The Lord Chancellor's very late reply to my FOI Request about his travel expenses

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The LC claimed that he is jsut like us and pays his own travel costs for getting to work. He asked the public to think of us as unreasonable fat cats for failing to do like him. …

The LC claimed that he is jsut like us and pays his own travel costs for getting to work. He asked the public to think of us as unreasonable fat cats for failing to do like him.

Except, he wasn't telling the truth, it seems.

Part of the battle against the cuts to legal aid.

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  • 1. Benjamin Knight request-193523-ee15541e@whatdotheyknow.com Kate Gregory-Smith Assistant Private Secretary to the Lord Chancellor and Secretary of State for Justice, 102 Petty France, London, SW1H 9AJ E: Kate.Gregory- Smith@justice.gsi.gov.uk Our Reference: FOI 88106 2 April 2014 Freedom of Information Request Dear Mr Knight, Thank you for your email of 19 December, I am sorry that this response has been delayed. We have received your request for an internal review and you will receive this shortly. You asked for the following information from the Ministry of Justice (MoJ): Please would you provide a breakdown of expenses claims, ministerial costs and other amounts met by the public purse in relation to the transportation of the Lord Chancellor on a day-to-day basis over the last 12 months. Your request has been handled under the Freedom of Information Act 2000 (FOIA). I can confirm that the MoJ holds some of the information that you have requested, and I am pleased to provide this information below. Some of the information is exempt from disclosure under FOIA, and I will also explain why this is the case. Overseas Travel Details of Minister’s overseas travel are exempt from disclosure under Section 21 of the FOI Act because they are reasonably accessible to you. I am pleased to inform you that you can access this via the following link: www.gov.uk/government/publications?commit=Refresh+results&departments%5B%5 D=ministry-of- justice&from_date=&keywords=&official_document_status=all&page=1&publication_f ilter_option=transparency-data&to_date=&topics%5B%5D=all Section 21 of the Freedom of Information Act exempts disclosure of information that is reasonably accessible by other means, and the terms of the exemption mean that we do not have to consider whether or not it would be in the public interest for you to have the information.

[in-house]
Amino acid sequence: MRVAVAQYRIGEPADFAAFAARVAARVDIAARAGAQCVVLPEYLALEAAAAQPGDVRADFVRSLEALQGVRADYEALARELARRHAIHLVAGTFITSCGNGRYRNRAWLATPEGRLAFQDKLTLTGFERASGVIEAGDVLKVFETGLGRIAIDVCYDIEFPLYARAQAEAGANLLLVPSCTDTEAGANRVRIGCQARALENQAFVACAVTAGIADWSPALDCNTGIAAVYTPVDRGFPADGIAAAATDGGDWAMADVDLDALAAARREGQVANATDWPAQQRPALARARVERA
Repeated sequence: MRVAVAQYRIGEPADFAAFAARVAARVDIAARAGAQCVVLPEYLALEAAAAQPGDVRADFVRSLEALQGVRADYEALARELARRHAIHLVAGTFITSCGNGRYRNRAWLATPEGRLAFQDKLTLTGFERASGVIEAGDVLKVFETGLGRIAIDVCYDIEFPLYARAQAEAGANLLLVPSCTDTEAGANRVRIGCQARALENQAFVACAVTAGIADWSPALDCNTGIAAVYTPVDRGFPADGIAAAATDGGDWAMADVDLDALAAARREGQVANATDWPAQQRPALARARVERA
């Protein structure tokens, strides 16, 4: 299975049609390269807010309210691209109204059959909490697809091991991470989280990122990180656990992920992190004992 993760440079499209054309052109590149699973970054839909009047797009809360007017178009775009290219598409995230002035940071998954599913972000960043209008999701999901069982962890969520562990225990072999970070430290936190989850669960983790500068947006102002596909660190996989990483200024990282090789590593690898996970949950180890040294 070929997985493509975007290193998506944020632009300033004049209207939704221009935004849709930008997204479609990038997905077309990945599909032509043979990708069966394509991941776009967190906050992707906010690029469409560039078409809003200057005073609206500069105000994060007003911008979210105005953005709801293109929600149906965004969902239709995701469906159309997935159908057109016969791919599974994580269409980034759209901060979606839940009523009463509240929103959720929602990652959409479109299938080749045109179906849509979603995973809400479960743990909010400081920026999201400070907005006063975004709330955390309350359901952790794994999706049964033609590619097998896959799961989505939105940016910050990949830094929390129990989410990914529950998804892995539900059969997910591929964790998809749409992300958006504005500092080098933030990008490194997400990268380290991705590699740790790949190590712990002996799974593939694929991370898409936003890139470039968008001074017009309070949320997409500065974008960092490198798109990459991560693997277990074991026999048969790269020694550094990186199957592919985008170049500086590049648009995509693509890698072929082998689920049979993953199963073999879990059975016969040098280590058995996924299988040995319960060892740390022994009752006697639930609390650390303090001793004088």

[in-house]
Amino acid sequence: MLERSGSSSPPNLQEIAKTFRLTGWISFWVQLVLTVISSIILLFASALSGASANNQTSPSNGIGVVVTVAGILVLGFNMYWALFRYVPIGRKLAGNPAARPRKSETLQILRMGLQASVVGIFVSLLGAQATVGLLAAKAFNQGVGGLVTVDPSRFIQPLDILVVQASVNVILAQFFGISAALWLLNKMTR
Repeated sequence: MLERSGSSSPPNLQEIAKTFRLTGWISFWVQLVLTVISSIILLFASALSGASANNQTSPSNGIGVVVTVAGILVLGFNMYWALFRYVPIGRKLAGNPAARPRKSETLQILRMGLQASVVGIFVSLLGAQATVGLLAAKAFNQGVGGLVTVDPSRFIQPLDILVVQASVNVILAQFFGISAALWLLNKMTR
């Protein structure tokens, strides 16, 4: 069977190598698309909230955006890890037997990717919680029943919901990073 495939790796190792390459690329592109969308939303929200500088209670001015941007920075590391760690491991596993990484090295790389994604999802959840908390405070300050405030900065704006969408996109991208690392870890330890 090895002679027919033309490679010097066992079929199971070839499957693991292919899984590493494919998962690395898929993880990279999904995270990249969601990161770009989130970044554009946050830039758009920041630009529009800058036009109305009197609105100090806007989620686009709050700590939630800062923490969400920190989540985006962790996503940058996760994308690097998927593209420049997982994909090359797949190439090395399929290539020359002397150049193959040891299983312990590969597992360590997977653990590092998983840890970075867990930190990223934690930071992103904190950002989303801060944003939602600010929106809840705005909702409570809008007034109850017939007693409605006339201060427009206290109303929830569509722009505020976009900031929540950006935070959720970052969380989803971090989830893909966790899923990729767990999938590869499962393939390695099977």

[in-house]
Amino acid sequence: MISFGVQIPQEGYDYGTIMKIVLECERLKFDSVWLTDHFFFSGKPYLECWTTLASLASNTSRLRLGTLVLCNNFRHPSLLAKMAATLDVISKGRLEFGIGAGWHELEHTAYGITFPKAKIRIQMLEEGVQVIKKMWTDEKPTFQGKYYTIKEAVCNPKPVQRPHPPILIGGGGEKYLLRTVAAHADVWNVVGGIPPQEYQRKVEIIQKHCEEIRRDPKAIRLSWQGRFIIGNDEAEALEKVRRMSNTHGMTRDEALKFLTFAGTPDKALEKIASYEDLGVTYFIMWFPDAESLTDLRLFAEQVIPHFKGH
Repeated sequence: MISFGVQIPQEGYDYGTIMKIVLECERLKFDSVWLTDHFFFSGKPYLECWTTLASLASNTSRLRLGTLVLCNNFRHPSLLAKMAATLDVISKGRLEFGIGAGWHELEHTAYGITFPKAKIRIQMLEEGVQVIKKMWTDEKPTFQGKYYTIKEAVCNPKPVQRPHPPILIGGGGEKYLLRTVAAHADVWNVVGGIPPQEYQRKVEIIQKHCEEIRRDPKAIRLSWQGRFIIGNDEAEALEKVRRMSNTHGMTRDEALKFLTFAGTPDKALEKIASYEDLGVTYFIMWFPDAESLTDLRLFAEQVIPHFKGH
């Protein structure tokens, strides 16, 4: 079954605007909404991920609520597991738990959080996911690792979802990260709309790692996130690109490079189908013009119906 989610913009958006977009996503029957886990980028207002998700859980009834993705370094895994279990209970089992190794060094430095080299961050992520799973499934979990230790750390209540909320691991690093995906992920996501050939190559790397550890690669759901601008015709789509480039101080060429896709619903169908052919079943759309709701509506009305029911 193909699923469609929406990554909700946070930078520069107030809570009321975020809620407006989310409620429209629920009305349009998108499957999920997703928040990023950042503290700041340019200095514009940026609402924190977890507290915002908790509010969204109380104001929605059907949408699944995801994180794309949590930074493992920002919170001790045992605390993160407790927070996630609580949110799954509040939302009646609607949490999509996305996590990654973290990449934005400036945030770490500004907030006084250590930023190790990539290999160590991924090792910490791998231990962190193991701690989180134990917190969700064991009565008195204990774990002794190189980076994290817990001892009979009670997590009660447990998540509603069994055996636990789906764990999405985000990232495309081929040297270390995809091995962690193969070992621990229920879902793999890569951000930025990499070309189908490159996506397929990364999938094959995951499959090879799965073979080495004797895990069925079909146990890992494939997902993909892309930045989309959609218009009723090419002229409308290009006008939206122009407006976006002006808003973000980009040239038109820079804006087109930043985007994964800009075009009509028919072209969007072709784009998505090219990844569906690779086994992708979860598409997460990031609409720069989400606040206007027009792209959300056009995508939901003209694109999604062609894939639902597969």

• 2. You can find out more about Section 21 by reading the extract from the Act and some guidance points we consider when applying this exemption, attached at the end of this letter. You can also find more information by reading the full text of the Act, available at http://www.legislation.gov.uk/ukpga/2000/36/section/21 and further guidance http://www.justice.gov.uk/information-access-rights/foi-guidance-for- practitioners/exemptions-guidance Ministerial Car Since September 2013, the Ministry of Justice has operated a new contract for its Ministerial car in order to reduce costs. One car is used by all Ministry of Justice Ministers. It is not possible to breakdown the use of the car by individual Minister and therefore it is not possible to provide a breakdown of the cost of the usage of the car by the Lord Chancellor. Therefore, I can confirm that the Department does not hold the information which you have requested. To establish whether the information was held I conducted a thorough search, and made enquires with the following areas; Private Office Directorate and Corporate Finance. If the information was held by MoJ it would have to be held by the above mentioned business areas. It may help if I clarify that the information being requested is not held by MoJ because there is no legal or business requirement for MoJ to hold the information specifically on the Lord Chancellor’s use of the Ministerial car. Please be advised that the FOIA does not oblige a public authority to create information to answer a request if the requested information is not held. It does not place a duty upon public authorities to answer a question unless recorded information exists. The FOIA duty is to only provide the recorded information held. Government Car Service The costs of the Government Car Service are paid on a contract basis to each department and are published every year by the Department for Transport. We expect the 2012-13 costs to be published later this year in line with the Department for Transports publication schedule. http://www.publications.parliament.uk/pa/cm201213/cmhansrd/cm130213/text/13021 3w0002.htm This information is not held by the Ministry of Justice as the responsibility for publication fall to the Department for Transport and is not broken down by Minister. However, I can confirm that the Department does hold the information relating to Ad- hoc bookings and I am pleased to provide this to you. The cost of Ad-hoc bookings for the Government Car Service for the Lord Chancellor totalled £1151.85 from Jan'13-Jan'14. Please be advised that the FOIA does not oblige a public authority to create information to answer a request if the requested information is not held. It does not